indica News Bureau-
The U.S.-India strategic relationship seems a little bitter since both are playing a tit-for-tat game. First on the tariff issue and now on the possibility of putting a cap on H-1B visas.
The Trump administration has told India it is considering capping the number of H-1B visas granted to some countries, and the cap would apply to countries that force foreign companies to store data locally, according to a media reports published Thursday.
Neither India’s Ministry of External Affairs nor the U.S. State Department has commented on the issue, and Raveesh Kumar, spokesperson India’s Ministry of External Affairs, told reporters that Indian officials “have not heard anything officially from the US government on this matter.”
The US Trade Representative or USTR did not respond to requests for comment. The State Department, however, denied reports of imminent U.S. action.
“The Trump administration has no plans to place caps on H-1B work visas for nations that force foreign companies to store data locally,” a State Department spokesperson said.
Observers question whether Trump can take executive action to put a cap on H-1B visas issued to technology professionals, with legal experts saying the administration would need Congressional approval.
“The statute just doesn’t give them any leeway to do that, and they are going to have to look elsewhere for leverage,” Lynden Melmeda former chief counsel at U.S. Citizenship and Immigration Services, told Forbes.
Immigration attorney Cyrus Mehta told Forbes that the Trump administration faces significant legal hurdles.
“Congress would have to amend the law to award fewer H-1B visas to India,” Mehta said. “The current law does not authorize the U.S. government to discriminate against a certain country within the annual H-1B limit. It is very difficult for the administration to seek an amendment through Congress given how polarized Congress is and that the two houses are controlled by different parties,”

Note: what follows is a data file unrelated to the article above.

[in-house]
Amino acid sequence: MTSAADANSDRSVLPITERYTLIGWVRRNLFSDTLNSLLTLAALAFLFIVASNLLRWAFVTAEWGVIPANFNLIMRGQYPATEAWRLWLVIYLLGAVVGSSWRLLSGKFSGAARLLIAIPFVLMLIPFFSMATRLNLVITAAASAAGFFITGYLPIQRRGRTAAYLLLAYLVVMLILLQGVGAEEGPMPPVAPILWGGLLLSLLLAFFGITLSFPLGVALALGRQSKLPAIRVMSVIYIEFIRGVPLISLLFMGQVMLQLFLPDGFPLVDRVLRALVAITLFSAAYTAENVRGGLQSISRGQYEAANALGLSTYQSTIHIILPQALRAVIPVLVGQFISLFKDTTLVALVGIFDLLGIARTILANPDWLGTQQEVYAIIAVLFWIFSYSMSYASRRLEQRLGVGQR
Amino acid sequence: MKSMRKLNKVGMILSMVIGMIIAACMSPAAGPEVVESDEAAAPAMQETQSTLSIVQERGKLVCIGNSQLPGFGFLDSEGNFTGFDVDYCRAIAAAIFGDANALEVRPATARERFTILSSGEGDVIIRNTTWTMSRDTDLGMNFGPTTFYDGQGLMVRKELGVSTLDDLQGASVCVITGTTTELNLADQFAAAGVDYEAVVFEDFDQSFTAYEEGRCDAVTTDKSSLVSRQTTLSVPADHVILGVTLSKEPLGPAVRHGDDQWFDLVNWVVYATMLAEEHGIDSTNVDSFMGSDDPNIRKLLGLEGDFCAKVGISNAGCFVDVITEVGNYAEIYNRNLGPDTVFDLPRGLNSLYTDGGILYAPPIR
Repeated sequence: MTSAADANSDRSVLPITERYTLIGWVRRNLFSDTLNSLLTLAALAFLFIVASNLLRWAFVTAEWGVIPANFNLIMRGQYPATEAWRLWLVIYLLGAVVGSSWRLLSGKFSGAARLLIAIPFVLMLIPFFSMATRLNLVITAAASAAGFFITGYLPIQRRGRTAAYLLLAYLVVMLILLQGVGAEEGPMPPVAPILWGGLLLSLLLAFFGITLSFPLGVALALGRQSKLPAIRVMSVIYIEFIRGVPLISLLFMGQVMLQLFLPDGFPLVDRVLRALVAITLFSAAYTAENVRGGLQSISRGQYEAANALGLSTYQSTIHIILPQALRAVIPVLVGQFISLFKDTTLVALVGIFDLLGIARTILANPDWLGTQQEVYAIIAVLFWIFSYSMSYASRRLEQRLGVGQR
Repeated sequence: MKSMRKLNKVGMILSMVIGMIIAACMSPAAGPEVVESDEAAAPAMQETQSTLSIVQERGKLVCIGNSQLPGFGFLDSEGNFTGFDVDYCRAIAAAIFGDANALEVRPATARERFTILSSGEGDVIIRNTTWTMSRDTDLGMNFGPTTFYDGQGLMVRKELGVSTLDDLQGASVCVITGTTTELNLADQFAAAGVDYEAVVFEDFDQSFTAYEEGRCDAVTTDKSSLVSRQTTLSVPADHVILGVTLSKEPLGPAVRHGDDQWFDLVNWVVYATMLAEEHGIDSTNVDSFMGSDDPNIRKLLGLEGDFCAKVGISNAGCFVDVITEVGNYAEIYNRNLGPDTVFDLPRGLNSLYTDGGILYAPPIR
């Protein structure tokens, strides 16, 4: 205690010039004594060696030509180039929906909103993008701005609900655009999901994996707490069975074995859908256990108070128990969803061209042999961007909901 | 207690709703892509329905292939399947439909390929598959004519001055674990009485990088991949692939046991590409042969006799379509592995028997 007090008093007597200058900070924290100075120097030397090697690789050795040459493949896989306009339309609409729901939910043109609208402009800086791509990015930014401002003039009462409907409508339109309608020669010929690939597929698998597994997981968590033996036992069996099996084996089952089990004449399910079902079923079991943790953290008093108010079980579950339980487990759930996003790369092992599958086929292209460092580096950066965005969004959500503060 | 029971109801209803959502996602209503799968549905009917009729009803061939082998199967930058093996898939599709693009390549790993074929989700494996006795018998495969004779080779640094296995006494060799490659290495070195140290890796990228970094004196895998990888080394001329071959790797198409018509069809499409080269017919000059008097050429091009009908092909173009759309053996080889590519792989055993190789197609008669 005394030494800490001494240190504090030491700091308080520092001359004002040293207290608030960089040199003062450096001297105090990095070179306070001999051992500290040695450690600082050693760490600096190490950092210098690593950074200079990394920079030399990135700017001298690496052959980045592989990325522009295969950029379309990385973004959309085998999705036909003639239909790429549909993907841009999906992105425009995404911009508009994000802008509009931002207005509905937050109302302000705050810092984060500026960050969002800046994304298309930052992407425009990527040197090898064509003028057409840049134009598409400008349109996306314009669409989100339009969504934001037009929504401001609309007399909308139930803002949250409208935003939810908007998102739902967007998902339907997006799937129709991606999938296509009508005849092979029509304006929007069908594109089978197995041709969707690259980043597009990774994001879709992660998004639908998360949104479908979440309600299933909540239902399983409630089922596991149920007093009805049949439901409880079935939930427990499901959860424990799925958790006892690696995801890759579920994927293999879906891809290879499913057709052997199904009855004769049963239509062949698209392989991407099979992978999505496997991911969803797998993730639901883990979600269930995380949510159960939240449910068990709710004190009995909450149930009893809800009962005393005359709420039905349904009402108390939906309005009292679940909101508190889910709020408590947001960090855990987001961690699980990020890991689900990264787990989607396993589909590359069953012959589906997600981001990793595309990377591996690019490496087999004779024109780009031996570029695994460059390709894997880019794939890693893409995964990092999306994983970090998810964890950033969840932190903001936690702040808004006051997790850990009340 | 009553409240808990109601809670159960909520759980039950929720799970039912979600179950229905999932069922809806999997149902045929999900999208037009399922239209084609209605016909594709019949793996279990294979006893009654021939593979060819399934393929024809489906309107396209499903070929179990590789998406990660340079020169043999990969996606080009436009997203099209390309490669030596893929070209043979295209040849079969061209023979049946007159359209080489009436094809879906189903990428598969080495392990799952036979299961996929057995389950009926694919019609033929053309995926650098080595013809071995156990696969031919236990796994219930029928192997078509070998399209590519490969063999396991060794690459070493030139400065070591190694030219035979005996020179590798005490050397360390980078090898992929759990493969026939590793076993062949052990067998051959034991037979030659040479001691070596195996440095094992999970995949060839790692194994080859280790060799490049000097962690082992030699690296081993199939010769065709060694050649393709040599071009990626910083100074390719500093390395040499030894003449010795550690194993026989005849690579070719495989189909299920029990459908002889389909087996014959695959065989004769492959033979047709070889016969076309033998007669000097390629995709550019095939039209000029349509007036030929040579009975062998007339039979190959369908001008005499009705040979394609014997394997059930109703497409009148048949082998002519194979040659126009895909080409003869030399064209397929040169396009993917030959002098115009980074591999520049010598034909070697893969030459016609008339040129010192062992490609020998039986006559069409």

Alyssa Ayres, senior fellow for India, Pakistan, and South Asia at the Council on Foreign Relations, said U.S. law on the issue is clear.
“Since Congress sets the cap and it is in law (last revised in 2004) I don’t get how the administration could just make this change,” Ayres said.
Rick Rossow, of the think tank Center for Strategic and International Studies, told PTI that any such move by the U.S. would cause some self-inflicted harm to the U.S. itself.
Mehta also points out lowering the level of H-1B visas would violate US commitments under the General Agreement on Trade in Services (GATS) to award at least 65,000 H-1B visas annually, Forbes said.
However, William Stock, a founding member of Klasko Immigration Law Partners, told Forbes that Trump might use his executive authority to implement such a move.
Stock told Forbes that Section 212(f) of the Immigration and Nationality Act allows the president to define a category of foreign nationals and suspend their entry into the country if that entry is deemed to be detrimental to U.S. interests. At the same time, he said, Section 212(f) has never been used to bar people from a country merely to gain leverage in trade negotiations.
“However, since there is a clear statutory provision in the Immigration and Nationality Act that explicitly states that the visas under the H-1B cap have to be issued regardless of country, there is clearly a strong basis to challenge the administration in federal court if they invoke 212(f) to discriminate against India,” he told Forbes.